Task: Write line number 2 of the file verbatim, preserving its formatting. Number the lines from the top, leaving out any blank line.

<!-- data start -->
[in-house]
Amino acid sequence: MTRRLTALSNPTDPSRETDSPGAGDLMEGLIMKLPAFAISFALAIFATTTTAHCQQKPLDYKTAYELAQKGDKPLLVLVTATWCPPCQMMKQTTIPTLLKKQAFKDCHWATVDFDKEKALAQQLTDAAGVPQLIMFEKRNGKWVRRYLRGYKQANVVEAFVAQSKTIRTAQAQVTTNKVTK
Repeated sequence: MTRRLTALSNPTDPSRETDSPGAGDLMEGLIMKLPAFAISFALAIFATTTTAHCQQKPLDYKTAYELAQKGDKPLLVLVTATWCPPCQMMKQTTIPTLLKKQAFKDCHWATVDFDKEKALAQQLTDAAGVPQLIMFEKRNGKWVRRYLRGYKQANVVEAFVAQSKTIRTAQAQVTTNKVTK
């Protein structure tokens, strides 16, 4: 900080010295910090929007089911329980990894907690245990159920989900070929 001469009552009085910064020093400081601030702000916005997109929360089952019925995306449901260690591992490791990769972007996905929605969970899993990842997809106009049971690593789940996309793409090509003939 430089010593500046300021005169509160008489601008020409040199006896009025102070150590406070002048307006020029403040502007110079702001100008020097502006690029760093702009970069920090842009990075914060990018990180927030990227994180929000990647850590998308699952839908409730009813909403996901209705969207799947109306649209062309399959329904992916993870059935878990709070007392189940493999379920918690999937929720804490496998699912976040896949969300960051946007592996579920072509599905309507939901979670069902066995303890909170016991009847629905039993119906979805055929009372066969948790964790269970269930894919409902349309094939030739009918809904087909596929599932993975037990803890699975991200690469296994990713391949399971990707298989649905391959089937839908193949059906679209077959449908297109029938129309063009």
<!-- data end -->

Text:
Amino acid sequence: MTRRLTALSNPTDPSRETDSPGAGDLMEGLIMKLPAFAISFALAIFATTTTAHCQQKPLDYKTAYELAQKGDKPLLVLVTATWCPPCQMMKQTTIPTLLKKQAFKDCHWATVDFDKEKALAQQLTDAAGVPQLIMFEKRNGKWVRRYLRGYKQANVVEAFVAQSKTIRTAQAQVTTNKVTK